The rest of A Dalliance with the Damned is good, too, thankfully.  While Lucifer is trying to arrange his garden, young Elaine Belloc discovers that she has more powers than she thought in an encounter with Brute and Glob of Simon/Kirby fame.  Elaine ends up in Hell, but gets out; she's a good character, and provides a much-needed human anchor in the cosmic struggled that beset this series.

The bulk of the book is taken up by the story "A Dalliance with the Damned" itself, which is largely Lucifer-free, detailing political machinations in Effrul, a domain in Hell.  What shakes things up in Effrul is that Lady Lys, the daughter of Lord Arux, the demon archduke of Effrul, brings a human up from the damned to be her sexual plaything.  Christopher Rudd is a great character, a man who killed an innocent boy in a moment of anger three hundred years ago, and so has suffered ever since.  Lady Lys even turns out to be a good character, which I did not anticipate at first, as she begins to take too much of an interest in her plaything.  Complicated politics are the order of the day, but they're interesting politics, with good ideas backing them, and some pretty unexpected outcomes.  I wouldn't have thought that a sidestep like this would work, but it does completely.

If Lucifer can keep this level of quality up, it will be a great series indeed.

Lucifer: « Previous in sequence | Next in sequence »
1 vote Stevil2001 | Jan 27, 2012 |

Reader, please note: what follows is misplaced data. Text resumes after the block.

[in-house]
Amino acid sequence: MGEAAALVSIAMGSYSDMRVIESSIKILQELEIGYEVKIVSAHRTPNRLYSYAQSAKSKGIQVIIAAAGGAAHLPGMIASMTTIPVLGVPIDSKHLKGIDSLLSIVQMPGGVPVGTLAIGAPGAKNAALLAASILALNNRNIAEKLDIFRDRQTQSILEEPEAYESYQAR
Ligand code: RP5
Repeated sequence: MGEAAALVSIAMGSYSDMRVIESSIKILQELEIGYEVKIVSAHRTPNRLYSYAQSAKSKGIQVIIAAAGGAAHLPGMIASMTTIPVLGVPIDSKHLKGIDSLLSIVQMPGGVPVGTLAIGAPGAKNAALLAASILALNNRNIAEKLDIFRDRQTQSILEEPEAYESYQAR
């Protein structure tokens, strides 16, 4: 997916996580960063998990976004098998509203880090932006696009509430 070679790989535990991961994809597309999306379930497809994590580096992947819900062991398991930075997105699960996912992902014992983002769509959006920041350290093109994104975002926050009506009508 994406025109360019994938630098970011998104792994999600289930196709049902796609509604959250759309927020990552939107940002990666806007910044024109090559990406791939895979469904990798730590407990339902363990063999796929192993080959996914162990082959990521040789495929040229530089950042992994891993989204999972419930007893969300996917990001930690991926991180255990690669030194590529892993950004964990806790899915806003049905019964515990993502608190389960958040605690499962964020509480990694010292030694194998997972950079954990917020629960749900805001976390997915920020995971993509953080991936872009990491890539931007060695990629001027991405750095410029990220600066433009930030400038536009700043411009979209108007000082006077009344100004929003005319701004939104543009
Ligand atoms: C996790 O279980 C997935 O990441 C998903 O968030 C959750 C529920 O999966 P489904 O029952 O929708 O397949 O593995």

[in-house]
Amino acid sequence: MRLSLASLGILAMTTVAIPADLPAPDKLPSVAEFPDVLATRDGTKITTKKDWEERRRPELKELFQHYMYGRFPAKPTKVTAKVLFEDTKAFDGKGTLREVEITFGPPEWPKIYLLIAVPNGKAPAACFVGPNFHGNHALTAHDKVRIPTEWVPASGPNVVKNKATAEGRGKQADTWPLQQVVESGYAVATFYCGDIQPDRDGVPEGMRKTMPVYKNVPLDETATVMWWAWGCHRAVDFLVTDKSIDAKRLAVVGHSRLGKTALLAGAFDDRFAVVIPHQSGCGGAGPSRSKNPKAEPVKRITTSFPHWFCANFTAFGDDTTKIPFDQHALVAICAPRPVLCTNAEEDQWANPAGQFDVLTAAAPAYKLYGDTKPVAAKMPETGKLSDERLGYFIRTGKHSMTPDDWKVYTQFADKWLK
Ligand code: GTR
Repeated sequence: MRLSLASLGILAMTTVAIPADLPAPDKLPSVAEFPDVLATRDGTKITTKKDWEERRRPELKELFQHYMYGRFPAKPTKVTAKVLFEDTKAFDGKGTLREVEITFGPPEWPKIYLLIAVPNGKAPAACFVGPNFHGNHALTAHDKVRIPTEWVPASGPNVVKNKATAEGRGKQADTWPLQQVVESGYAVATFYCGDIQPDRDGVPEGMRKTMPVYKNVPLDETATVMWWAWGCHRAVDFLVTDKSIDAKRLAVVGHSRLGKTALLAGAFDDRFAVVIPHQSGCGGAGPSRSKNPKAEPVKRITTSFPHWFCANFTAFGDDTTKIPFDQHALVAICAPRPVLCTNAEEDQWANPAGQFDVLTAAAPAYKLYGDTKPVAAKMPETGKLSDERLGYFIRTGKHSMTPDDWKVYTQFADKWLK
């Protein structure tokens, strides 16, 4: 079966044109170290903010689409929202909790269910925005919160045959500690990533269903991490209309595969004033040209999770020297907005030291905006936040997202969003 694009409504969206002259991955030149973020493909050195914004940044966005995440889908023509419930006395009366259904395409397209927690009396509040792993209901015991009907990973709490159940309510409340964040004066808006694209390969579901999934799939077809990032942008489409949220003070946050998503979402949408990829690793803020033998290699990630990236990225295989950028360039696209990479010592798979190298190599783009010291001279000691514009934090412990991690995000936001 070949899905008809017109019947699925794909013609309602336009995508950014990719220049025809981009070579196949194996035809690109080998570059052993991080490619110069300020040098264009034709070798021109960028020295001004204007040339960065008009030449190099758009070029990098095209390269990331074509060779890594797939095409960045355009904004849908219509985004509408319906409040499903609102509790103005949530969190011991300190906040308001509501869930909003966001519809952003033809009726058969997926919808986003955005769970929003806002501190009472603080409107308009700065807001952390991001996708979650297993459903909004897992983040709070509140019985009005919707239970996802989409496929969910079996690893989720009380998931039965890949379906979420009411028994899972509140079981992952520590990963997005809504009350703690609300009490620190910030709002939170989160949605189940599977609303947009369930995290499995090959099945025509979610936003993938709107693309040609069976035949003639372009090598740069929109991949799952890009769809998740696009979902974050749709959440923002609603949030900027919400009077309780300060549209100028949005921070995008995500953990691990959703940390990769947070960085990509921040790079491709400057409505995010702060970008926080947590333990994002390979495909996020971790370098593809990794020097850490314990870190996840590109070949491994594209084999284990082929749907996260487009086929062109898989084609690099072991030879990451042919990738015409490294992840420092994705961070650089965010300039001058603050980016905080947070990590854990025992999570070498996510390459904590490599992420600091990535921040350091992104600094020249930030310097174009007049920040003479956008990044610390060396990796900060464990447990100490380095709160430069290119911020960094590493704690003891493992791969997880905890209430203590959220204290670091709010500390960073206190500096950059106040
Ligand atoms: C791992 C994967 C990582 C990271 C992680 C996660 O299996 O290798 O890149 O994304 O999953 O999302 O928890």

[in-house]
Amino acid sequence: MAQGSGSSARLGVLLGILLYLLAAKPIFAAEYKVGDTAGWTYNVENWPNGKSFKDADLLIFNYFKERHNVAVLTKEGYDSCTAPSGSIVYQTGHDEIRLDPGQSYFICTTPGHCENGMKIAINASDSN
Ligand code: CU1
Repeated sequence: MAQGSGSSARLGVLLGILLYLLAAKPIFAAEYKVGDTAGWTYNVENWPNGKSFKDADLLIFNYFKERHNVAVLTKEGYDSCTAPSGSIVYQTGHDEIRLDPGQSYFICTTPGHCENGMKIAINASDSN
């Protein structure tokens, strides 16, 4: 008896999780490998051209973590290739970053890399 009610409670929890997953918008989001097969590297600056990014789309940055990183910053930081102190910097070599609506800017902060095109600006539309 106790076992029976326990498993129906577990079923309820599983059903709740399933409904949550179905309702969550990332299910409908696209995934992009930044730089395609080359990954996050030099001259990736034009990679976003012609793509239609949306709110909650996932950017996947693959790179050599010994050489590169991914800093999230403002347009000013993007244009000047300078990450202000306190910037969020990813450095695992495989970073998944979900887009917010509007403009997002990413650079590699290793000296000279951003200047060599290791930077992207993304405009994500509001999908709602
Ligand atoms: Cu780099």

He made Duma speak. That's just plain wrong. Having said that, I do have a weakness for the court of Arux in Effrul. This was good fun. ( )
  elmyra | Mar 30, 2009 |
This just gets better and better. I adore the idea of a hell themed along the lines of 18th century Europe; lots of echoes of de Sade and pre-Revolution France and things of that nature. Lucifer's Creation is fascinating and twisted and many kinds of wrong. His creation of Adam and Eve, his commands to them not to worship him, the ways in which it doesn't (or does?) work, free will... what I love about this is that it is a series which, like Sandman, makes you think. I'm really intrigued to see where they are going to take this, and what they are going to do with the storyline involving Mazikeen. I'm also anticipating major fireworks involving Elaine; since, well, let's face it, if you're the daughter of the Archangel Michael, things are bound to happen to you.
( )
1 vote siriaeve | Apr 26, 2008 |
Showing 1-5 of 9 (next | show all)
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» Add other authors (6 possible)

Author nameRoleType of authorWork?Status
Mike Careyprimary authorall editionscalculated
Gross, PeterIllustratorsecondary authorall editionsconfirmed
Kelly, RyanIllustratorsecondary authorall editionsconfirmed
Ormston, DeanIllustratorsecondary authorall editionsconfirmed

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Vae, gaudium fugax! There is a garden in the east, serene and perfect, but a seraph guards it with a flaming sword.